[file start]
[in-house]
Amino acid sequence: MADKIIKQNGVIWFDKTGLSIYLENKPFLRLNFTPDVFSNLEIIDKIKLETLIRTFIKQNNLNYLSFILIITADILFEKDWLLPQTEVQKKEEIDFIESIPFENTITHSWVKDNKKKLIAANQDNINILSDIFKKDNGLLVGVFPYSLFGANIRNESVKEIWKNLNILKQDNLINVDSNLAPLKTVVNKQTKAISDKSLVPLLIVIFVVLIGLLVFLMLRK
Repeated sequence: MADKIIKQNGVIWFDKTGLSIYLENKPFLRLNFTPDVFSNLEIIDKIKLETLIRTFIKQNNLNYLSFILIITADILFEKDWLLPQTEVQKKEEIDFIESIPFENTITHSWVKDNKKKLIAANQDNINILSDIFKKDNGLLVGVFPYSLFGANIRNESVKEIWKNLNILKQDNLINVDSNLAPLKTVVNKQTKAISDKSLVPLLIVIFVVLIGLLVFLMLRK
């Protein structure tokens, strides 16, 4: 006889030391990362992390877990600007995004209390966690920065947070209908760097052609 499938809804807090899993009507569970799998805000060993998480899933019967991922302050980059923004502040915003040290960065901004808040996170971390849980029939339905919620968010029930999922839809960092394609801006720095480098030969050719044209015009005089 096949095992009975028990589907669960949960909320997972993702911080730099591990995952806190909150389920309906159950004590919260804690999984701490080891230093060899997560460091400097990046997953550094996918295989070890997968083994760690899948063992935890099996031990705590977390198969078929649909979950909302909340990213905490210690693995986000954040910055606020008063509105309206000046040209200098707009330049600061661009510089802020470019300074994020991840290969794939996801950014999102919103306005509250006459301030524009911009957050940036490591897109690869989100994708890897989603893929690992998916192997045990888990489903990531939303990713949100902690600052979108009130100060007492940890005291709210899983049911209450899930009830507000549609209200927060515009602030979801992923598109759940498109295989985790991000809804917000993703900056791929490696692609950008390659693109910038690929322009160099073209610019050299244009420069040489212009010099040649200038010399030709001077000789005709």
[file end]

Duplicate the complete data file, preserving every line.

[in-house]
Amino acid sequence: MADKIIKQNGVIWFDKTGLSIYLENKPFLRLNFTPDVFSNLEIIDKIKLETLIRTFIKQNNLNYLSFILIITADILFEKDWLLPQTEVQKKEEIDFIESIPFENTITHSWVKDNKKKLIAANQDNINILSDIFKKDNGLLVGVFPYSLFGANIRNESVKEIWKNLNILKQDNLINVDSNLAPLKTVVNKQTKAISDKSLVPLLIVIFVVLIGLLVFLMLRK
Repeated sequence: MADKIIKQNGVIWFDKTGLSIYLENKPFLRLNFTPDVFSNLEIIDKIKLETLIRTFIKQNNLNYLSFILIITADILFEKDWLLPQTEVQKKEEIDFIESIPFENTITHSWVKDNKKKLIAANQDNINILSDIFKKDNGLLVGVFPYSLFGANIRNESVKEIWKNLNILKQDNLINVDSNLAPLKTVVNKQTKAISDKSLVPLLIVIFVVLIGLLVFLMLRK
């Protein structure tokens, strides 16, 4: 006889030391990362992390877990600007995004209390966690920065947070209908760097052609 499938809804807090899993009507569970799998805000060993998480899933019967991922302050980059923004502040915003040290960065901004808040996170971390849980029939339905919620968010029930999922839809960092394609801006720095480098030969050719044209015009005089 096949095992009975028990589907669960949960909320997972993702911080730099591990995952806190909150389920309906159950004590919260804690999984701490080891230093060899997560460091400097990046997953550094996918295989070890997968083994760690899948063992935890099996031990705590977390198969078929649909979950909302909340990213905490210690693995986000954040910055606020008063509105309206000046040209200098707009330049600061661009510089802020470019300074994020991840290969794939996801950014999102919103306005509250006459301030524009911009957050940036490591897109690869989100994708890897989603893929690992998916192997045990888990489903990531939303990713949100902690600052979108009130100060007492940890005291709210899983049911209450899930009830507000549609209200927060515009602030979801992923598109759940498109295989985790991000809804917000993703900056791929490696692609950008390659693109910038690929322009160099073209610019050299244009420069040489212009010099040649200038010399030709001077000789005709």